The nickname is still inscribed on the outside of Edinson Volquez’s Rawlings glove, the white stitching popping against the Royal blue leather. Volquez ordered the special inscription earlier this season, in the final weeks of June, and in those moments, the name still made some sense.
Here, inside the Royals’ clubhouse, they called him “Steady Eddie” for a number of reasons. Maybe it was the performance. Maybe it was his jovial presence. Maybe it was just that it rhymed and sounded kind of cool.
But there was more to it than that. For a time in Kansas City, Volquez was a dependable innings eater and a easy-going presence in the clubhouse. On some nights, he was a rock. On other nights, he was “sexy”, his preferred adjective for describing a strong performance.
Volquez was not always the perfect pitcher, but for the 2015 Royals, he was close to a perfect fit. He started 33 games. He posted a 3.55 ERA. He took the ball on the decisive night of the World Series, Game 5 at Citi Field in New York, offering a sterling performance just days after the death of his father.
The narrative, of course, took a turn this season, a year of regression, periodic implosions and a 5.25 ERA in 32 starts after Tuesday’s performance Progressive Field. But as the Royals push forward through the final weeks of September, Volquez has prepared for reality: These could be his final starts in a Royals uniform. The Steady Eddie era, if it still exists, could soon be over.
“I’d love to stay here,” Volquez said on Wednesday afternoon, sitting inside the visitors clubhouse at Progressive Field. “But who knows?”
The uncertainty is expected. In the offseason, Volquez could become a free agent for the third time in four offseasons. His current contract, a two-year deal signed before the 2015 season, contains a mutual for $10 million in 2017. But a return to Kansas City would require both player and team to agree to those terms, a rare occurrence when a trip to the open market of free agency is the alternative.
As he pondered the decision on Wednesday, Volquez said he would be intrigued by a return to the Royals. But he planned to huddle with his agent after the World Series before making any decision.
“I don’t think about it,” Volquez said. “I guess the answer right now, I’d have to say: ‘OK, let’s take it.’
“Because I want to stay here one more year. In another way, if I can get more money, I would decline it. It’s hard man. I don’t know [anything] about those numbers. But we got to wait until after the World Series.”
Even if Volquez felt tempted to say yes to his side of the option, the Royals could also elect to walk away from the deal and pay out a $3 million buyout. In general, the club has used mutual options as a creative way to spread out the money in multiyear contracts. In most cases, there is little expectation that the mutual option will be exercised. Some of this is simple logic, of course. If a player performs well, he will likely choose free agency. If he doesn’t, the team has motivation to move on. But in the case of Volquez, a rational case could be made for both sides mulling the deal.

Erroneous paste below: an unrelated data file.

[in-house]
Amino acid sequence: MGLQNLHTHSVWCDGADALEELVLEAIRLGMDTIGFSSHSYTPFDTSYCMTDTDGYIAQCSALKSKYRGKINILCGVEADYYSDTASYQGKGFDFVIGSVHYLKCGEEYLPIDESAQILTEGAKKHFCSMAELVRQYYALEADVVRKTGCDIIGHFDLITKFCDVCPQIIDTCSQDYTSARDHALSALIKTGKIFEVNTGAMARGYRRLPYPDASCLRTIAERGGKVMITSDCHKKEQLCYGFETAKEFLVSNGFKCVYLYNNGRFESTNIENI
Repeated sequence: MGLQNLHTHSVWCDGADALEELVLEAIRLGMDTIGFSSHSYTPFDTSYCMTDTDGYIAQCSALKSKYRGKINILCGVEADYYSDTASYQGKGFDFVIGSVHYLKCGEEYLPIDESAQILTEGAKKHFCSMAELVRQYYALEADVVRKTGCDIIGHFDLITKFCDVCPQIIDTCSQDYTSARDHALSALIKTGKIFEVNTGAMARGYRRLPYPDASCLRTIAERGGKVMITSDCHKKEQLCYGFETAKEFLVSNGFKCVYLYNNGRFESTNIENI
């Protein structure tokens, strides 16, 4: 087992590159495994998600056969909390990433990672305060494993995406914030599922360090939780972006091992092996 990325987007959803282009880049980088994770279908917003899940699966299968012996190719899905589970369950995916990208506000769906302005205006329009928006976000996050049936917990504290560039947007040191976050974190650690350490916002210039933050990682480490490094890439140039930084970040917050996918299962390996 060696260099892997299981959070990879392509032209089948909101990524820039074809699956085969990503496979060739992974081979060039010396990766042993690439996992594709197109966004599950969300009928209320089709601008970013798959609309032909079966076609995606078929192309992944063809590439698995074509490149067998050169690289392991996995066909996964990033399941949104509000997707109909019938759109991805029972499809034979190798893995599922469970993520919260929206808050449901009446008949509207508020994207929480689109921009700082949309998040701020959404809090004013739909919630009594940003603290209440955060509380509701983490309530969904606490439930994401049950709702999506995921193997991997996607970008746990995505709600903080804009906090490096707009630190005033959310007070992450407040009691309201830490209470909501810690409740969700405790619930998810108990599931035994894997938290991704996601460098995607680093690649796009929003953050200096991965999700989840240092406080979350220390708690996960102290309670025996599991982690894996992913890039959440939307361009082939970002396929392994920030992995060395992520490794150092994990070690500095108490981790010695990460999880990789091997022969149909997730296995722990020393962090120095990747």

The Royals would get a possible back-end-of-the rotation starter for $10 million, a reasonable cost in what could be a thin offseason pitching market. Volquez, 33, would have an opportunity to have a bounce-back season before entering free agency again after next season.
“We got to wait until after the World Series and see what happens,” Volquez said. “I haven’t talked to (general manager Dayton Moore). They haven’t come talk to me. I don’t know. I think they’ve got a tough decision to make next year.”
If either side opts to walk away, the Royals could still offer him a one-year “qualifying offer”, estimated at close to $16.7 million. But that prospect seems remote after Volquez posted a 5.89 ERA in 70 1/3 innings after the All-Star break. One year after logging 200 innings for the first time, Volquez has maintained his durability. But in 32 starts, he has allowed the most hits (206) and runs (106) in the American League.
If Volquez reaches free agency, the club could also pursue a reunion on more cost-friendly terms, letting the market play out. But in any scenario, they would take on some risk by signing a starter who will be 34 years old next summer.
For now, the Royals’ 2017 starting rotation appears to have three locks in Danny Duffy, Ian Kennedy and Yordano Ventura. Left-hander Jason Vargas will likely slide into a rotation spot after returning from Tommy John surgery, while left-hander Matt Strahm will compete for a spot after a strong debut in the bullpen in August and September. The Royals will also have right-hander Chris Young and left-hander Mike Minor under contract for 2017, offering depth entering spring training. But another starting pitcher could rank somewhat high on the priority list in the offseason.
For Volquez, some of this calculus has crossed his mind. But for now, he’s focused on finishing strong in his last two starts.
As he thought about the future on Wednesday, Volquez said leaving the Royals after two seasons would be “hard.” He built relationships here, he said. He won a World Series. He carved out a tiny place in franchise lore with his performance in the 2015 postseason. But for now, he will wait.
“If I have to go, I have to go,” he said. “I can’t control that. Hopefully everything goes well. Who knows?
“You want to keep the same guys here for next year, so I want to be here. Because I know we got good chemistry together, and it’s going to be hard to be away from those guys.”